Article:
Michelle Williams Goes From Marilyn to Gwen

My Week With Marilyn, the 2011 movie about her time in England, returns to Netflix today. Michelle Williams, who won a Golden Globe for her performance as Marilyn, is currently starring choreographer Gwen Verdon in the HBO series, Fosse/Verdon. Born in Culver City, California in 1925, she married journalist James Henaghan in 1942, but left him after the birth of their son Jimmy. (Henaghan later interviewed Marilyn on several occasions, and wrote a tribute to her for Parade magazine in 1971, which you can read here.)

Verdon later worked as an assistant to choreographer Jack Cole, coaching stars like Lana Turner, Rita Hayworth, Betty Grable, and Marilyn (seen above with Jane Russell on the set of Gentlemen Prefer Blondes, and rehearsing for There’s No Business Like Show Business.) In 1953, Verdon starred in the Broadway production of Can-Can, winning her first Tony award. (Marilyn would later be offered the lead in Fox’s big-screen adaptation, but the role was ultimately played by Shirley MacLaine.)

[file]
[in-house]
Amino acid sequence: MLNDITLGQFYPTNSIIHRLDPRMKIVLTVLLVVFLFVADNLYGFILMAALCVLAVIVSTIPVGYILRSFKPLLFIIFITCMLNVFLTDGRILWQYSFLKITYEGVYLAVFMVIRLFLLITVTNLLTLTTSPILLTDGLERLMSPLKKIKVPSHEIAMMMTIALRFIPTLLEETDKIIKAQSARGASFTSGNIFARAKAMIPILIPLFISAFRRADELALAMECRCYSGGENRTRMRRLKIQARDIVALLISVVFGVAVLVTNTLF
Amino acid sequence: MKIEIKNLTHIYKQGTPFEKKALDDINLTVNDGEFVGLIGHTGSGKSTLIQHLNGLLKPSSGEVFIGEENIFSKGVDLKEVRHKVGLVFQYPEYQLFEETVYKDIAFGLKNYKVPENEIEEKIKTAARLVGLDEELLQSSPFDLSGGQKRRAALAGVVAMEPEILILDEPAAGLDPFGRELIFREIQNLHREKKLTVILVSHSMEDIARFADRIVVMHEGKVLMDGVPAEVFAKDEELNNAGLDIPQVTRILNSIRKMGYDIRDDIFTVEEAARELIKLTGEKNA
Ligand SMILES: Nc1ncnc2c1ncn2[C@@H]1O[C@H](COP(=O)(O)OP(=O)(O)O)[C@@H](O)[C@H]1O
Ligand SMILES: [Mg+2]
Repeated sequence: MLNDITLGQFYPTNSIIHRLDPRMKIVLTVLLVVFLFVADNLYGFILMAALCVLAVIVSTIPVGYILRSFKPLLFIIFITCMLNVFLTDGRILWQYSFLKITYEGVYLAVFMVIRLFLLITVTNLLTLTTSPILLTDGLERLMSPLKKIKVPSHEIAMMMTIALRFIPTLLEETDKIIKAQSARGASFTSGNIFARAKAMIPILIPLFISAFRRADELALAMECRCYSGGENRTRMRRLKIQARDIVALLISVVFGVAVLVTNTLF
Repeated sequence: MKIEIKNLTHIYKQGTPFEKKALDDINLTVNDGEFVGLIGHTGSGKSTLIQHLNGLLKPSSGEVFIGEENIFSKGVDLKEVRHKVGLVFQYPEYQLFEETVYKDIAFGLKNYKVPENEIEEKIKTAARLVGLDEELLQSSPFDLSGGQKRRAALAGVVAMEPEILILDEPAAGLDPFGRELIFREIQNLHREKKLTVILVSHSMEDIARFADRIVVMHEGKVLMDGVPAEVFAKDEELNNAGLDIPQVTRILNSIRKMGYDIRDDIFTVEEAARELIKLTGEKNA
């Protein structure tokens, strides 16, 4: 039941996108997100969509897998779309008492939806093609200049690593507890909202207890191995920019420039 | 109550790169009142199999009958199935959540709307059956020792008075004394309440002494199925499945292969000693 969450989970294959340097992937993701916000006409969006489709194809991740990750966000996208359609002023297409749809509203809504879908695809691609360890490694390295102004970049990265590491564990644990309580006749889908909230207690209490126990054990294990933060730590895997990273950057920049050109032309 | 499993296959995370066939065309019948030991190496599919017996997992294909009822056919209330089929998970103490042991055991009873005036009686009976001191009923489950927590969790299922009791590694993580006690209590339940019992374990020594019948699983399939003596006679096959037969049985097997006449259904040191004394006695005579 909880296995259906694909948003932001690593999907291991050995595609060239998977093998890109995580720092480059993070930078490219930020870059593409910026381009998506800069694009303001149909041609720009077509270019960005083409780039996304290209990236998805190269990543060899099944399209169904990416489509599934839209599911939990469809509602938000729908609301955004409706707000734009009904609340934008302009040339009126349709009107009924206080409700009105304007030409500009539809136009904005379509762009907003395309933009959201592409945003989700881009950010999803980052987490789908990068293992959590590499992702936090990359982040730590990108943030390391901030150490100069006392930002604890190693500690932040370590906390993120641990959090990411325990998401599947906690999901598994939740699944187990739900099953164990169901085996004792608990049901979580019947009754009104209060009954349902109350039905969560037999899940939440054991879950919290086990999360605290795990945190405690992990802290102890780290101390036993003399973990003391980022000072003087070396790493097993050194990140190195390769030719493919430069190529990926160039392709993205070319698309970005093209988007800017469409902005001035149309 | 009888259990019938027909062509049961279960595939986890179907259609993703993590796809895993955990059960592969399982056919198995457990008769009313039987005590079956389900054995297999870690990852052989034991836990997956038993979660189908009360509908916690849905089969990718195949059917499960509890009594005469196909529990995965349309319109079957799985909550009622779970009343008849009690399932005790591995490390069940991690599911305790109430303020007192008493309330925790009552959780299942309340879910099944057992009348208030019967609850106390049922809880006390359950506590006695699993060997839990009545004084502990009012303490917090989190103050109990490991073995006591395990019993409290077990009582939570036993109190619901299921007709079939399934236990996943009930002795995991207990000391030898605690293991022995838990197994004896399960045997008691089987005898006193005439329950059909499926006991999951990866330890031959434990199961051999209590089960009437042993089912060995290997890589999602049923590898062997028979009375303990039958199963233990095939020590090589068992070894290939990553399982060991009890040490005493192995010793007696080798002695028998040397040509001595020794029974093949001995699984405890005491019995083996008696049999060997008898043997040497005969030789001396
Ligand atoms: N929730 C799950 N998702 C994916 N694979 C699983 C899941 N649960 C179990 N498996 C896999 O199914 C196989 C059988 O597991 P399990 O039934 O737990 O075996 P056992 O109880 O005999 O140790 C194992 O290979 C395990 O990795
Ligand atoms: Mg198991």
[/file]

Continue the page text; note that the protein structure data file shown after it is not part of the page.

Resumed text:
In June 1955, Marilyn saw Gwen performing in her latest hit musical, Damn Yankees, at the 46th Street Theatre. Gwen returned to Hollywood in 1958 to film the movie version. She married choreographer Bob Fosse in 1960, and returned to Broadway in Sweet Charity (1966.) Although she and Fosse separated in 1971, they never divorced and continued working together on Chicago (1975), and the 1979 movie, All That Jazz. She also appeared in films like The Cotton Club (1984) Cocoon (1985) Alice (1990), and Marvin’s Room (1996.)

In 1999, Gwen was the artistic consultant on Fosse, a Broadway musical tribute to her former partner, who had died in 1987. Gwen Verdon passed away in her sleep at the home of their daughter Nicole Fosse in Woodstock, Vermont in October 18, 2000. That night at 8 pm, Broadway dimmed its lights in her honour.